Lessons from a not-so-rabid rabbit: Rabies facts everyone should know
Exactly one week ago today, Snowball the bunny died.
And while that bit of information didn’t merit a front-page story in the local newspaper or find its way to CNN newsfeeds, it was a potentially catastrophic moment for one little 7-year-old girl and her immediate family.
Not just because Snowball was a well-loved family pet and not just because the death came so suddenly. The biggest cause for concern was the timing.
Just a day before, Samantha was playing quietly with the rabbit formerly known as Tinkerbell, feeding her grass and other green, leafy goodies. Moments later, Samantha screamed and came to the door crying — Snowball tucked snugly under one arm and a steady drip of blood coming from a finger on Samantha’s other hand.
It was the first time in Snowball’s 1 1/2-year existence that she bit anyone, but we figured it was a simple case of a finger being mistaken for a tasty carrot. I put Snowball back into her pen while Samantha received some doctoring from Mom.
Crisis over, or so we thought at that moment.
Twenty-four hours later the young and otherwise healthy Snowball was found paralyzed in her pen, dying minutes later. A quick Google search suggested that one of the first signs of rabies in rabbits is paralysis.
So our family foursome made the 15.5-mile trek from our rural Middleburg home to Evangelical Community Hospital’s emergency room. Doctors concluded, that while highly unlikely, it was smart to start a regimen of rabies shots until the bunny could be tested.
On Monday morning, I called the health office in Middleburg and was instructed to remove Snowball’s head and drop it off for shipping. As I carefully severed the rabbit’s neck with an old hunting knife, I couldn’t help from feeling horrible about the chain of events. Just a week prior to Snowball’s death, our two daughters were playing with the rabbit in the backyard, dressing her up in an American Girl tutu and shirt. They topped off the fashion moment with a pink ribbon hairclip placed carefully on Snowball’s right ear. It was a cute moment and we were quick to snap off a few photos for the family scrapbook.
After my makeshift surgical procedure, I buried the rest of Snowball’s body and my potentially contaminated rubber gloves as is recommended to avoid the possible spread of rabies.
Tuesday afternoon we received the results — Snowball was negative for rabies. While we don’t know why she died — and likely never will — the rabies scare was officially over. That meant no more shots for Samantha — and I didn’t have to worry as much the next day when I visited Snowball’s makeshift gravesite and found that something had dug up the carcass and carried it off to parts unknown.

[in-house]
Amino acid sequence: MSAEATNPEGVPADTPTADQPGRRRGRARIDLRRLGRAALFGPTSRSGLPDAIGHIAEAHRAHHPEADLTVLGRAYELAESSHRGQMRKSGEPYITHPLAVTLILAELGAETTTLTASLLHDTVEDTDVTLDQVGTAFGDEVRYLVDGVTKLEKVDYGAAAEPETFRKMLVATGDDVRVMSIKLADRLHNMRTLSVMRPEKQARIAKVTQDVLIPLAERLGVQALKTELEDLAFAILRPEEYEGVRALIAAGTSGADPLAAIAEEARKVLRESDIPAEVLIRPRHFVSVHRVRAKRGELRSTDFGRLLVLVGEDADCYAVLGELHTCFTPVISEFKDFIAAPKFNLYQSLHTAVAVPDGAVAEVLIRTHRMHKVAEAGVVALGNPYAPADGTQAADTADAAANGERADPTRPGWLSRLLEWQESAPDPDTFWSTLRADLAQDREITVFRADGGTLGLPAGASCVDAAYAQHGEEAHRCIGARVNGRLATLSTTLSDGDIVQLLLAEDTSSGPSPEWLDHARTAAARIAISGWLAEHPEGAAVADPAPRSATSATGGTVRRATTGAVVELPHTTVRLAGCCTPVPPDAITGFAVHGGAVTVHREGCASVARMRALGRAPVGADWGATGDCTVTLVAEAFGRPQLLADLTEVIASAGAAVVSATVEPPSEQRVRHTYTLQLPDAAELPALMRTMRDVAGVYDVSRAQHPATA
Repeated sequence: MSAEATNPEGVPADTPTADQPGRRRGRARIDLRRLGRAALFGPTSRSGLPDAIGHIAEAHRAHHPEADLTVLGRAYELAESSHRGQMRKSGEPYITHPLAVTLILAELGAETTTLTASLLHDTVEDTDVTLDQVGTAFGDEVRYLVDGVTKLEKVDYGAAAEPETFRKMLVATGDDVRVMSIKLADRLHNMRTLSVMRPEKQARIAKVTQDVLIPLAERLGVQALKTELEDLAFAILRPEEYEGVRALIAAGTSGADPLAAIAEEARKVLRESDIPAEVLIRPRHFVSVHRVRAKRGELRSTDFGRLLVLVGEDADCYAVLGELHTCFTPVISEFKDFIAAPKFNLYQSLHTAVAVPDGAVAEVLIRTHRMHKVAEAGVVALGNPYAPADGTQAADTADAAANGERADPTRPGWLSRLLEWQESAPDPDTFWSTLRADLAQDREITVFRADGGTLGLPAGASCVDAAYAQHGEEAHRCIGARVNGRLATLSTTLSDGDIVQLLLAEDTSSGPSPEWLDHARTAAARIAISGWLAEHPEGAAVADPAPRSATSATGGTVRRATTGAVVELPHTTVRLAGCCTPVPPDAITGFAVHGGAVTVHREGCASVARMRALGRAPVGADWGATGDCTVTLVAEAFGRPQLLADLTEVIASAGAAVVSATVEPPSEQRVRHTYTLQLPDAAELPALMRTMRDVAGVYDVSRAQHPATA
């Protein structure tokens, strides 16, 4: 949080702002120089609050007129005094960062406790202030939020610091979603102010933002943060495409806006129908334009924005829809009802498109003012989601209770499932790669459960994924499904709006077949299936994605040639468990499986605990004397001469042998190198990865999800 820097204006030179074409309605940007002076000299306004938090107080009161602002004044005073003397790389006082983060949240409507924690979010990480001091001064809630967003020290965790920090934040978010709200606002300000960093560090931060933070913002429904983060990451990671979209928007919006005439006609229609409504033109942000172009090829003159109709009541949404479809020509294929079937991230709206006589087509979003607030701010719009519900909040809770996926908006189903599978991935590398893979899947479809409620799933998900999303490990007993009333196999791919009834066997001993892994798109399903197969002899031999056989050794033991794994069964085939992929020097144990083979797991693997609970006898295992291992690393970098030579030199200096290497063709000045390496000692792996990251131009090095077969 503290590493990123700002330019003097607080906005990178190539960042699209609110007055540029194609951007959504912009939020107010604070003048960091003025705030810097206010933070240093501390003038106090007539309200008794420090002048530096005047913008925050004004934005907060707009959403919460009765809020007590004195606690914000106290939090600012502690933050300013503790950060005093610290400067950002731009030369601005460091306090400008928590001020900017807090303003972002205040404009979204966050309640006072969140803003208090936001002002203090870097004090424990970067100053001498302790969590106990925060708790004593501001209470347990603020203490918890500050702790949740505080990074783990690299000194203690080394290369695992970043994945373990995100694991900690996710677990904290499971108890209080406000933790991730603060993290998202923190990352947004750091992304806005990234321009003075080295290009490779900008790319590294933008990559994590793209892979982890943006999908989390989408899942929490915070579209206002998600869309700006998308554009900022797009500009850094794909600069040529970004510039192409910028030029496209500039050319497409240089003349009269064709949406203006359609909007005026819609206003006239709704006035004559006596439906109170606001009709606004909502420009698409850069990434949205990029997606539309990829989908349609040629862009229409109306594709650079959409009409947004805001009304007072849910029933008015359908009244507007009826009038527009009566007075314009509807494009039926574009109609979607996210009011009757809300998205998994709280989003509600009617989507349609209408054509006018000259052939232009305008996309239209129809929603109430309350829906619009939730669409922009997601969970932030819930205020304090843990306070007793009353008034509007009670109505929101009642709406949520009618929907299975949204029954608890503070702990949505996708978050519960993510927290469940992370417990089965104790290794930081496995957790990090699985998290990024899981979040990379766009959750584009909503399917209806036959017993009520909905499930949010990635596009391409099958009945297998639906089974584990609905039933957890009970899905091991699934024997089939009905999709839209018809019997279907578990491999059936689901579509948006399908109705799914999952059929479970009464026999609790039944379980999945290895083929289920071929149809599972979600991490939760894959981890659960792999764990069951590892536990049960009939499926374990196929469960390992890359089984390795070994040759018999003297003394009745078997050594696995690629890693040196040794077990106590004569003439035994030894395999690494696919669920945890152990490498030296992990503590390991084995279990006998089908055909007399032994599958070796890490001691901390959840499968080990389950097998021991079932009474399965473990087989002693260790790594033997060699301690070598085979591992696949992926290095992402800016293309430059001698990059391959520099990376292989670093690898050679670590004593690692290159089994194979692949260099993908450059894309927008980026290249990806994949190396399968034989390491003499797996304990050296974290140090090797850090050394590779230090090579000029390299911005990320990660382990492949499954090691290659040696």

The whole experience was a good reminder that rabies is a real disease that we all should take seriously — especially those of us who enjoy the Valley’s numerous outdoor opportunities. Some rabies facts we discovered during our rabid rabbit scare include:
- In humans, rabies starts to manifest in flu-like symptoms, including general weakness or discomfort, fever and/or headache. There also may be itching or discomfort at the site of the bite, progressing within days to symptoms of cerebral dysfunction, anxiety, confusion, agitation. The person may experience delirium, abnormal behavior, hallucinations and insomnia.
- The acute period of disease typically ends after two to 10 days.
- One of the scariest things we learned is that once a person starts to show the main symptoms of rabies, the disease is nearly always fatal in humans. This is why we didn’t hesitate in our trip to the hospital and why it is important that you seek medical attention anytime you suspect being infected with rabies.
- Rabies is only found in mammals, and typically only spread after contact with spinal fluid or saliva. The most common mode of infection is through a bite.
- Surpisingly, bats are the No. 1 cause of rabies in humans in the United States.
- Any mammal that is acting uncharacteristically should be avoided — such as nocturnal animals (such as raccoons) that are suddenly active during the daytime. Animals that look sickly, move in an awkward fashion, are foaming at the mouth or drooling excessively or seem less scared of humans than they typically should be should also be avoided.
For more information on rabies, visit the Centers Disease Control and Prevention website at cdc.gov/rabies
~ by zaktansky on June 15, 2013.